SPRINGFIELD — More than a month after voters went to the polls, state Sen. Bill Brady was formally declared the winner Friday in the hard-fought Republican primary for governor.
With little fanfare, the Illinois State Board of Elections said the Bloomington real estate developer had beaten his closest rival, state Sen. Kirk Dillard of Hinsdale, by a whisker-thin margin of 193 votes.
The results of the virtual photo-finish have been in question since the Feb. 2 primary saw Brady leading by 420 votes in unofficial returns.
In an announcement Friday afternoon, Dillard said he would not challenge the results, which amount to a less than two-votes-per-county difference between the two Republicans.
Dillard had threatened to call for a recount had the margin been less than 100 votes. In a statement, he said he would fully back Brady’s bid to win back the Governor’s Mansion after eight years of Democratic rule.
“It was a hard-fought race, and it was close,” Dillard said. “But it is now clear to me that my friend and colleague Bill Brady has won the Illinois Republican primary for governor.”
According to the state board’s tally, Brady received 155,527 votes in the seven-way GOP race.
Dillard received 155,334, followed by Andy McKenna with 148,054 votes. Others in the race included Jim Ryan, Adam Andrzejewski, Dan Proft and Bob Schillerstrom.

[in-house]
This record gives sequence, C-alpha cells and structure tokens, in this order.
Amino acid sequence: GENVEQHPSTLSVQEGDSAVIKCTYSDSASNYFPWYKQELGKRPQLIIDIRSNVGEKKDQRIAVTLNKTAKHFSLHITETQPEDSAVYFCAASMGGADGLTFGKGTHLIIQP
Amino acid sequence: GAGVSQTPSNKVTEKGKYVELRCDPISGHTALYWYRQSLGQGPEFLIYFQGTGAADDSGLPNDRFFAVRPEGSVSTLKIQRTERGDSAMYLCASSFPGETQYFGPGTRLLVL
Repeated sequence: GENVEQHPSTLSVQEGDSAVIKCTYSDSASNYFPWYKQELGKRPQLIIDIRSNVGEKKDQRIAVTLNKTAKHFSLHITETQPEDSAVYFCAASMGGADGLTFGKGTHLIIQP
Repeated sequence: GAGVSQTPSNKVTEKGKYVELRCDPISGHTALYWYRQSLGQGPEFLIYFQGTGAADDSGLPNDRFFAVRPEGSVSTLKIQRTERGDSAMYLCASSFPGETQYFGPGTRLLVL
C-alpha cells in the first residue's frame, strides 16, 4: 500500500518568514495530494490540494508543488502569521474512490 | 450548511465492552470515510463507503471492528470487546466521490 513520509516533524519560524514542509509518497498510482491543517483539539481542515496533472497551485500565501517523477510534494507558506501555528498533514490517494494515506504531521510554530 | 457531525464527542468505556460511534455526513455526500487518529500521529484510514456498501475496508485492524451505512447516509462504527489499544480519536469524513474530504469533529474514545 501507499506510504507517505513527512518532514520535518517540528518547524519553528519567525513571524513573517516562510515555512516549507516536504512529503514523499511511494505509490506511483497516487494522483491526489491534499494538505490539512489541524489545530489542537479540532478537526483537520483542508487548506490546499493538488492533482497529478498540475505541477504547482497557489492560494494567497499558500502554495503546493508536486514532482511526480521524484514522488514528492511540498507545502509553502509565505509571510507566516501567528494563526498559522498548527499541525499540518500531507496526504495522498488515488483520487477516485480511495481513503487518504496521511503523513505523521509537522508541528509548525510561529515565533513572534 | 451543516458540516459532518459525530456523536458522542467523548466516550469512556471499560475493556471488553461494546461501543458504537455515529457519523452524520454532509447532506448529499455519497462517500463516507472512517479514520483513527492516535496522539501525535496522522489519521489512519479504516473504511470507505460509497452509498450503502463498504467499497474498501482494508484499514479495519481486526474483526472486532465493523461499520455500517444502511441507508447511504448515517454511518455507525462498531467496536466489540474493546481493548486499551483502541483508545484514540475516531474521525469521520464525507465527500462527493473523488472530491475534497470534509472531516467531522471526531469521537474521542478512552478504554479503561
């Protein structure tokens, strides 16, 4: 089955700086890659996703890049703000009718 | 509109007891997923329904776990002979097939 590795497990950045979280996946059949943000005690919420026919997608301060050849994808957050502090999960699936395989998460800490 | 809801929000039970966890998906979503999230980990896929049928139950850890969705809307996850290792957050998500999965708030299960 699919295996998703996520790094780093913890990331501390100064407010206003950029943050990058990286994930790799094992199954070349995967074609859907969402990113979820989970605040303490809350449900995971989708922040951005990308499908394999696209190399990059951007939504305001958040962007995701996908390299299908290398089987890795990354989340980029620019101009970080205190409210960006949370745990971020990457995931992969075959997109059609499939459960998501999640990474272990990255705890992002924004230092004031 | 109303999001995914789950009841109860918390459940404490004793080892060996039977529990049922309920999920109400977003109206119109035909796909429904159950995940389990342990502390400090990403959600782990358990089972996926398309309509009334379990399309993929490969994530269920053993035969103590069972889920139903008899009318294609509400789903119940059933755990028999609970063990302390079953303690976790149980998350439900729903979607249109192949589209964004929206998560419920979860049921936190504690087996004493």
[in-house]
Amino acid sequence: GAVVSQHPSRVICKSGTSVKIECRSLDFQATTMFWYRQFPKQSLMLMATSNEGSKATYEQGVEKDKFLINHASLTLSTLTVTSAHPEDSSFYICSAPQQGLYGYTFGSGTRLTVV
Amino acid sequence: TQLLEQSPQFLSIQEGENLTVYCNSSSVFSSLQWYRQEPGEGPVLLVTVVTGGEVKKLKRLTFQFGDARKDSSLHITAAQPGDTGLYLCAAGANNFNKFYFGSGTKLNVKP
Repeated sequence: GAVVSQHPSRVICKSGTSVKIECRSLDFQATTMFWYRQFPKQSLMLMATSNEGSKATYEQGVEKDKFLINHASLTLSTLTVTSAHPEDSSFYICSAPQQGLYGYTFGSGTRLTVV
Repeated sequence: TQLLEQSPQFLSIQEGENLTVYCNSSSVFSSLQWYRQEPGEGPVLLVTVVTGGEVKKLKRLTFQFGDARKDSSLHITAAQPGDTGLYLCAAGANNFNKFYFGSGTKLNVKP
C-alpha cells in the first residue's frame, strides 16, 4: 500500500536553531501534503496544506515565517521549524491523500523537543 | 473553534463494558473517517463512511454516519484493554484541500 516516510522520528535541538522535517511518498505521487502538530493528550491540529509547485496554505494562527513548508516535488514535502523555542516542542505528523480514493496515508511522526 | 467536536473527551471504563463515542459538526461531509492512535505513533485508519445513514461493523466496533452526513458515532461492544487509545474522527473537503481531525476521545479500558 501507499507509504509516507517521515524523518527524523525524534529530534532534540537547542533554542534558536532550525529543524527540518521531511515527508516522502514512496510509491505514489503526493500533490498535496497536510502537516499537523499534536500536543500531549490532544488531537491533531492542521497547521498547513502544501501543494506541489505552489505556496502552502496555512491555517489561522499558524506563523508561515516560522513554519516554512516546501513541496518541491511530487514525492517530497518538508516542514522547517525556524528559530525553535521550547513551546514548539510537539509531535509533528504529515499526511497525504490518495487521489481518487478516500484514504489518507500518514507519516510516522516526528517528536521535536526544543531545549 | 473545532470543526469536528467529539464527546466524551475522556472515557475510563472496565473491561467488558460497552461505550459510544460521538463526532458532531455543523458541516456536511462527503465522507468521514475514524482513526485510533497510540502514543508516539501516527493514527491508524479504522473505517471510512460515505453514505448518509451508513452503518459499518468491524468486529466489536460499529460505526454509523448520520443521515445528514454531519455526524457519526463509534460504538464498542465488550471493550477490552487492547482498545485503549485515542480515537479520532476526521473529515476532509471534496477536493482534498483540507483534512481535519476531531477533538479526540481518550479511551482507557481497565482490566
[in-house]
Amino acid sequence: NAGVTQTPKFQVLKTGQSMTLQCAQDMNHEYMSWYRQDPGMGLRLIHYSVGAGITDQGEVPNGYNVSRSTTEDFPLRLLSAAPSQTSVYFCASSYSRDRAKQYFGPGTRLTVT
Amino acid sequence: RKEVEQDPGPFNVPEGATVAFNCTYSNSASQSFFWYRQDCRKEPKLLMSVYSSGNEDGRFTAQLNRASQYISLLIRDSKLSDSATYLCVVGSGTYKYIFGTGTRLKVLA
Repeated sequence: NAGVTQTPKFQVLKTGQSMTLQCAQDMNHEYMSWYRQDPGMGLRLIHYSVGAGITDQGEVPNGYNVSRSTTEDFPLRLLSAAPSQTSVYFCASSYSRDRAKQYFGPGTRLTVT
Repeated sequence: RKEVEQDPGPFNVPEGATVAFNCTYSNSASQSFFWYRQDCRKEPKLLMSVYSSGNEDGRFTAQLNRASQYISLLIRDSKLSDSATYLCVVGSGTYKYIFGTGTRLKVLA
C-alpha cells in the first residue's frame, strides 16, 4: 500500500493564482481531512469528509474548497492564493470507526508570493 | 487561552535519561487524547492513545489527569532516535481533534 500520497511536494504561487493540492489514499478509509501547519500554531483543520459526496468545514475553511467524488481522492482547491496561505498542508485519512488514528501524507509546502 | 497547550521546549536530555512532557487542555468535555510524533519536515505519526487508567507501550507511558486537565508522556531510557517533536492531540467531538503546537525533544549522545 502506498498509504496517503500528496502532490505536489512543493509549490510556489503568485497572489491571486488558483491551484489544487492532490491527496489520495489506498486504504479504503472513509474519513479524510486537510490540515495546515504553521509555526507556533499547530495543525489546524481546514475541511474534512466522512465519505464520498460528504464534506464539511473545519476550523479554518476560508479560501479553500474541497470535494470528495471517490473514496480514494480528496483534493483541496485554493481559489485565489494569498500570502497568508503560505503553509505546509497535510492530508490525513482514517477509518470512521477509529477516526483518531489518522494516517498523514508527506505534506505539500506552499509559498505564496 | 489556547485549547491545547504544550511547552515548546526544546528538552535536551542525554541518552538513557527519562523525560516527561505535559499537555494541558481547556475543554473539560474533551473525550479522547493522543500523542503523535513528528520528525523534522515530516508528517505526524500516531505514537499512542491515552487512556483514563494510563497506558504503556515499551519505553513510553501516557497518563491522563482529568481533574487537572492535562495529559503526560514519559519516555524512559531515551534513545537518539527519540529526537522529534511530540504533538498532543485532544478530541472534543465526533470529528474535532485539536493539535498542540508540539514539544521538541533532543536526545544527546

Brady, who won based on the strength of a near sweep of downstate counties, now heads into the general election to face off against Democrat Pat Quinn of Chicago and Green Party candidate Rich Whitney, an attorney from Carbondale.
Quinn, who was elevated to governor last year after the ouster of Rod Blagojevich, defeated his challenger, Comptroller Dan Hynes, by 8,372 votes, according to the state board’s final numbers.
Quinn issued a statement criticizing Brady’s conservative stances on issues ranging from abortion to minimum wage.
“He may represent the extreme fringe of the right-wing, but he certainly does not represent the people of Illinois,” Quinn’s statement said.
In a news conference in Chicago, Brady criticized Quinn for wanting to raise taxes during an economic downturn.
“Gov. Quinn is dead wrong on this issue,” said Brady, who wants to pull the state out of its budget mess by cutting spending.
On Monday, Brady has scheduled an eight-stop statewide fly-around to kick off his general election campaign. One of the stops will be in the Quad-Cities.
He will wind up the day in Bloomington, at the same hotel where he and his supporters watched election returns on Feb. 2.
The vote totals approved by the state Board of Elections show record low turnout, despite a heated political climate in Illinois after Blagojevich was driven from office last year.
The 23 percent turnout breaks the previous record low of 25 percent in 1978 and 2006, state elections chief Dan White said.
In all, 54 percent of those voting took Democrat ballots, compared to 45 percent Republican ballots. Green Party ballots and other nonpartisan ballots represented the remaining percentage point.